Heat, rain, floods and fires – the European summer of 2021

7 September 2021

European temperature anomaly June-July-August 2021

Surface air temperature anomaly for the summer in Europe from June to August (JJA) 2021 relative to the average for 1991­–2020. Data source: ERA5. Credit: Copernicus Climate Change Service/ECMWF.

The European summer of 2021 stands out for great heat, which came with regional fires, but also for heavy rain, which brought devastating floods.

Here we show how ECMWF, and the EU’s Copernicus Services which we operate or contribute to, saw some of the summer’s main weather-related events.


Europe experienced its second warmest June on record this year, with temperatures 1.5°C higher than the average for 1991–2020, according to the Copernicus Climate Change Service (C3S) run by ECMWF.

It also experienced its second warmest July, with temperatures 1.4°C above the average, while August was close to the 1991–2020 average.

European temperature anomalies June, July, August 2021

Surface air temperature anomaly for June, July and August 2021 (left to right) relative to the June, July and August averages for the period 1991–2020. Data source: ERA5. Credit: Copernicus Climate Change Service/ECMWF.

Overall, the period June–July–August ranks as the warmest European summer, although it is closely followed by the summers of 2010 and 2018. Particularly high temperature anomalies were recorded in the eastern part of the continent (see the plot at the top of the article).

For more information on summer temperatures as well as other variables, see the C3S climate bulletins on the C3S website.

High temperatures and fire

The Mediterranean experienced a heatwave in August, which gradually shifted from east to west. Here we show ECMWF’s Extreme Forecast Index (EFI) for 2-metre maximum temperature on 11 August, from seven days and one day before the event.

EFI two-metre temperature forecasts

The EFI for 2-metre maximum temperature on 11 August, from 144–168 hours before (left) and 0–24 hours before (right).

The high temperatures favoured the development of regional fires. Their emissions were forecast by the Copernicus Atmosphere Monitoring Service (CAMS) operated by ECMWF.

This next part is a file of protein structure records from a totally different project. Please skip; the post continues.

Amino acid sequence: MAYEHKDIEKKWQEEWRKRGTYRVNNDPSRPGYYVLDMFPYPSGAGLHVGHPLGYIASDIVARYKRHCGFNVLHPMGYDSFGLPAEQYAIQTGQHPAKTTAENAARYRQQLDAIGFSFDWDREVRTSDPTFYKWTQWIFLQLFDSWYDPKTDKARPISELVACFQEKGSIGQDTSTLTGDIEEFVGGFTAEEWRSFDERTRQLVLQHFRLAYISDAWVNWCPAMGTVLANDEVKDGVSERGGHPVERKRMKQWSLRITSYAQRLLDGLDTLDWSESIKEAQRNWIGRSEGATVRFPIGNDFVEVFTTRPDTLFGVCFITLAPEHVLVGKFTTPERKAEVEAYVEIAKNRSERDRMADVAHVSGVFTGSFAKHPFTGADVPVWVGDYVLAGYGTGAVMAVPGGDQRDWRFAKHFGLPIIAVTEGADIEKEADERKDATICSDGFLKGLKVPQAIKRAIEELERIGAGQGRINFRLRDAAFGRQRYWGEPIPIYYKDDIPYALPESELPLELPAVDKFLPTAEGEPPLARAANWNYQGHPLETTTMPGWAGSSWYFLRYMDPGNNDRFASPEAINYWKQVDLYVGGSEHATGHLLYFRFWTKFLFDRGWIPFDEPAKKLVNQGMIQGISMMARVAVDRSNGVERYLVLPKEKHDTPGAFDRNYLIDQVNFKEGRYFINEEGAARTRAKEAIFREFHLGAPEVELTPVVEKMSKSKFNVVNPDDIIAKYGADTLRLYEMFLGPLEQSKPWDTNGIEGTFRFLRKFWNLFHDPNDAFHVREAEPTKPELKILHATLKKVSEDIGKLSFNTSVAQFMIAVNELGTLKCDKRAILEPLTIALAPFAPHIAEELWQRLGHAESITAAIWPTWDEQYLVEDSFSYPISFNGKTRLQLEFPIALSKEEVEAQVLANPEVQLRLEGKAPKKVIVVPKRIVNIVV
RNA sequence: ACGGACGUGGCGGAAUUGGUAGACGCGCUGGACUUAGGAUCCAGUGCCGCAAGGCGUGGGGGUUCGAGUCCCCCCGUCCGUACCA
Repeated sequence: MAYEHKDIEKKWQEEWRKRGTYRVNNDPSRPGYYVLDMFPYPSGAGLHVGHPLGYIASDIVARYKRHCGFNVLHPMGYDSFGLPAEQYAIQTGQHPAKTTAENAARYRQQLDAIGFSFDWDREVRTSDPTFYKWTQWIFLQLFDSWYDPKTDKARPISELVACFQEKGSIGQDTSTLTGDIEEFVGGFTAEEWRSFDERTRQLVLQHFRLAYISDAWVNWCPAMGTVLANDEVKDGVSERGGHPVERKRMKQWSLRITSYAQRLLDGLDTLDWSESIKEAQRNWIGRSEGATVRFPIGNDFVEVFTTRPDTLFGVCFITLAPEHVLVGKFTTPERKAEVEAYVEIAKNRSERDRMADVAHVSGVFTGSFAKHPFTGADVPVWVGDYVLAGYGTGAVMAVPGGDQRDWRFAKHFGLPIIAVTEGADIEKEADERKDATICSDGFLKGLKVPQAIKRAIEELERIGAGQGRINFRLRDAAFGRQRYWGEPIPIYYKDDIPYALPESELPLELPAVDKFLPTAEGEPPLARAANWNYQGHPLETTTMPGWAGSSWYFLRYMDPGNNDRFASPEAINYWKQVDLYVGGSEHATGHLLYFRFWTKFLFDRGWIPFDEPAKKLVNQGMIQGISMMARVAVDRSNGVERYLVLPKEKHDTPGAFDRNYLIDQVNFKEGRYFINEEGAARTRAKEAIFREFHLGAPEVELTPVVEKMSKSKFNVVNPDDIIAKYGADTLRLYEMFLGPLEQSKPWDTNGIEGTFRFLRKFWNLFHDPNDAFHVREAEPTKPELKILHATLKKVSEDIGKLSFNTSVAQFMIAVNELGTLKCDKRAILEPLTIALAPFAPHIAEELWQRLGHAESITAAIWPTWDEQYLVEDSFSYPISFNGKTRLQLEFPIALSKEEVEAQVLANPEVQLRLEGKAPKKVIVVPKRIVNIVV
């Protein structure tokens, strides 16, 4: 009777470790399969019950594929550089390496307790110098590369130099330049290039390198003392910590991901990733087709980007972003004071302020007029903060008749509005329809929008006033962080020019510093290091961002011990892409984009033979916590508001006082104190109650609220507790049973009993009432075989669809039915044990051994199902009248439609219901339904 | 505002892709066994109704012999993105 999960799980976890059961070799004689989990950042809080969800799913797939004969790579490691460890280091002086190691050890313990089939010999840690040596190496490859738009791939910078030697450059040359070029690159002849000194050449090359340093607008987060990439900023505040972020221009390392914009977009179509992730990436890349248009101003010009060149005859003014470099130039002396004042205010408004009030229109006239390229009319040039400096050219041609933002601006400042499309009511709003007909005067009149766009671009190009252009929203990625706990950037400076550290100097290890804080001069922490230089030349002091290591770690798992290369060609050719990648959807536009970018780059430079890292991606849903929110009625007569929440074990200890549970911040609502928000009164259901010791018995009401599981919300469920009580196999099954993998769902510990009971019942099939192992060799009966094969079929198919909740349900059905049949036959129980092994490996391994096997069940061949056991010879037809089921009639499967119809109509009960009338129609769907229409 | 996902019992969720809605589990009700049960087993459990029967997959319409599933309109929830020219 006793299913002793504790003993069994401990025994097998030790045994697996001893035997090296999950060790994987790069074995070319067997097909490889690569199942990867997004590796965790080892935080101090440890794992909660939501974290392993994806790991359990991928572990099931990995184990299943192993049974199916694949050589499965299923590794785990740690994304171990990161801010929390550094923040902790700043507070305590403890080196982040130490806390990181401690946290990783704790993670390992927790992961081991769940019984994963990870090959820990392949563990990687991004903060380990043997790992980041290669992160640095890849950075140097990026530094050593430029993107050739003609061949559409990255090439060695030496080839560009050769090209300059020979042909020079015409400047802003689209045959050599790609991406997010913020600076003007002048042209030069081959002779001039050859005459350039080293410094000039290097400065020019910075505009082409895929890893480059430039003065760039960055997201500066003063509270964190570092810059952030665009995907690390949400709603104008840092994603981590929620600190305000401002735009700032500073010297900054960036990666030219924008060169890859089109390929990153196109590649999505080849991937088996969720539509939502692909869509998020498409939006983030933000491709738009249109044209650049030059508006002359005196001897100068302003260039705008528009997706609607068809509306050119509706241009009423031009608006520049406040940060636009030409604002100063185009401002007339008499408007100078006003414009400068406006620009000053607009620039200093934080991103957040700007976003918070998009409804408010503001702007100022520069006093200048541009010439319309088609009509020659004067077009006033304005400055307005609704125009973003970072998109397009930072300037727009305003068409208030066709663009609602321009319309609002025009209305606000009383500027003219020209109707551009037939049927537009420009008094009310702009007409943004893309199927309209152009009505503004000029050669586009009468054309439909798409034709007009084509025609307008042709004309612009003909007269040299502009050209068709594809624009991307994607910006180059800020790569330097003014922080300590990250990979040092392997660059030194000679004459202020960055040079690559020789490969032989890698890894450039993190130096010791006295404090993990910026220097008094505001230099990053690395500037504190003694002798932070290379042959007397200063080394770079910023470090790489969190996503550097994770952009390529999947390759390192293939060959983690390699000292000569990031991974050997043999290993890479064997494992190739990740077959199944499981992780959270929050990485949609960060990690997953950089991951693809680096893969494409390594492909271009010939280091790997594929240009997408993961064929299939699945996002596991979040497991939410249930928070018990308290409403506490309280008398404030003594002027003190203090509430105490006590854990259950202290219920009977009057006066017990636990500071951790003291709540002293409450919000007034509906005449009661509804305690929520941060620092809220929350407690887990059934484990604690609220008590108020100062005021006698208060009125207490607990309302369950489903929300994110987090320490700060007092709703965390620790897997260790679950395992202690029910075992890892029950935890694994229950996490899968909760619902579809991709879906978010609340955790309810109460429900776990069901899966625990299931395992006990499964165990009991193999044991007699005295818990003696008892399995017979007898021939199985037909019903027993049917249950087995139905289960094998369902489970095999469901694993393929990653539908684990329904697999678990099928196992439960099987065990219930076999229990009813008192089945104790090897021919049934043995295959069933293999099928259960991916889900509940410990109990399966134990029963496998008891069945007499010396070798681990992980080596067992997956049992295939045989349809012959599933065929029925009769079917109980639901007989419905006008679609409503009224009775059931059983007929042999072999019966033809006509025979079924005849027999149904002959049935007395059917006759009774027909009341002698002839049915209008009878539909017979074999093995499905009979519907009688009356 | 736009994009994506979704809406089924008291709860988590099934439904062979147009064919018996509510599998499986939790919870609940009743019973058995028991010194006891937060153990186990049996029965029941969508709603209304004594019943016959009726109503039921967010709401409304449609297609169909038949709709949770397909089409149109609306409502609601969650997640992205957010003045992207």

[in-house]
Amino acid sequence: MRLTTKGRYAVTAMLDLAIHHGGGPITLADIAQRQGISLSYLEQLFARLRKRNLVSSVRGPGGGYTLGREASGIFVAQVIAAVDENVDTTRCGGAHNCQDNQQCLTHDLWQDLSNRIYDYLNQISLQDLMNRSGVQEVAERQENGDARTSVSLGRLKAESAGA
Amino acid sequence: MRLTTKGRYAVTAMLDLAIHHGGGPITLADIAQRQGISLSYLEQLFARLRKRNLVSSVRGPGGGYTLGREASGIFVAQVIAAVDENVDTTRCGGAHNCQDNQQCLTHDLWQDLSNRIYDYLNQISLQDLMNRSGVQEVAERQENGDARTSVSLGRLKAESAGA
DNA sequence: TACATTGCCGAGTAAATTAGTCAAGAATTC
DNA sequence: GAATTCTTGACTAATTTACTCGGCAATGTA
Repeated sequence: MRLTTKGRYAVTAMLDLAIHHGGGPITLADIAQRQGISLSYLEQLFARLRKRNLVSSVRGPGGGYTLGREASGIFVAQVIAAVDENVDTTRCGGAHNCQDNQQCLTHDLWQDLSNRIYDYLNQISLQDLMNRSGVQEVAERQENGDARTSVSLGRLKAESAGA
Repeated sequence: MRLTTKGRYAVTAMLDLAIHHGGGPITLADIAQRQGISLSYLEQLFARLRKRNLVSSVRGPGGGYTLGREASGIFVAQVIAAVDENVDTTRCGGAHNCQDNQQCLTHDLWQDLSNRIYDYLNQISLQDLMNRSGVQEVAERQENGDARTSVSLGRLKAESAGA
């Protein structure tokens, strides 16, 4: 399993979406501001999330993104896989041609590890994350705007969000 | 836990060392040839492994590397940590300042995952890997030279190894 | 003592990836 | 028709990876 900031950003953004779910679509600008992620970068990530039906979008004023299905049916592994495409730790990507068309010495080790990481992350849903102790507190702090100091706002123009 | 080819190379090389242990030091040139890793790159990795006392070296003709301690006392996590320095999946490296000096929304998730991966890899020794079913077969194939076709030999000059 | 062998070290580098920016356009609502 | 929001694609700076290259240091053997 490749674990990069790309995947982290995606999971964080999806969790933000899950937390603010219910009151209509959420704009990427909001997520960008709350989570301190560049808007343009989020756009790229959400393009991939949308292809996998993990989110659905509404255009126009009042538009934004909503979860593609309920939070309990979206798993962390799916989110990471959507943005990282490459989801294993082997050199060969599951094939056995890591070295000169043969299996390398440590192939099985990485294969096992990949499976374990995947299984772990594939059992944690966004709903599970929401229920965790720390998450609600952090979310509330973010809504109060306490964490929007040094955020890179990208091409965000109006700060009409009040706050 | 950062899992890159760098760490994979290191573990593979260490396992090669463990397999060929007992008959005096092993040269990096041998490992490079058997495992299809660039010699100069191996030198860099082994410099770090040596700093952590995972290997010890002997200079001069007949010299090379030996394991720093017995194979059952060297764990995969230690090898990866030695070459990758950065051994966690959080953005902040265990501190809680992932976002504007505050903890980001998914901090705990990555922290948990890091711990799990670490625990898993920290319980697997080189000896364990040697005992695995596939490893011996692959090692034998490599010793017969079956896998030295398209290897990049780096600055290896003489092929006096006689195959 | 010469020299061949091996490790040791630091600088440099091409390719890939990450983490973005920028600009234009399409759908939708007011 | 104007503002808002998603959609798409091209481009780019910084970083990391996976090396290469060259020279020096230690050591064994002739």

Fire radiative power and fine particulate matter plots

On the left we show CAMS daily total fire radiative power for Greece in 2021 (red) compared to the maximum value previously observed between 2003­ and 2020 (grey), and on the right the CAMS 12-hour fine particulate matter (PM2.5, particles with a diameter smaller than 2.5 micrometres) forecast for 12 UTC on 11 August 2021. Credit: Copernicus Atmosphere Monitoring Service/ECMWF.

More information on the situation in early August is included in an article on wildfires in the Mediterranean region on the CAMS website.

Rain and floods

A period of intense rainfall in July, especially over parts of Germany and Belgium, led to devastating floods in some areas. ECMWF high-resolution forecasts predicted the broad location and intensity of the rain three days in advance.

24-hour rainfall 14 July 2021 at 06 UTC 78 hours in advance

24-hour rainfall 14 July 2021 at 06 UTC 6 hours in advance and recorded

The charts show the predicted rainfall in the 24-hour period starting on 14 July 2021 at 06 UTC, 78 hours in advance (top) and 6 hours in advance (bottom left), as well as recorded amounts in the same period (bottom right).

The rain led to extensive flooding, in particular in parts of Germany and Belgium.

EFAS 10-day flood forecast on 12 July 2021 at 00 UTC

The map shows the European Flood Awareness System (EFAS) 10-day flood forecast issued on 12 July 2021 at 00 UTC. The red squares are points of interest (‘reporting points’) on the river network where the flood signal was predicted to exceed the 1 in 5 year flood return period threshold. The river discharge hydrograph (inset) is shown for the River Meuse near Visé in Belgium (drainage area of 20,825 km2). Right-click on the image and choose ‘Open Image in New Tab’ to view a bigger version.

ECMWF is the computational centre for the hydrological forecasting activities of the EU’s Copernicus Emergency Management Service (CEMS). More details on the work of this service can be found on the CEMS website.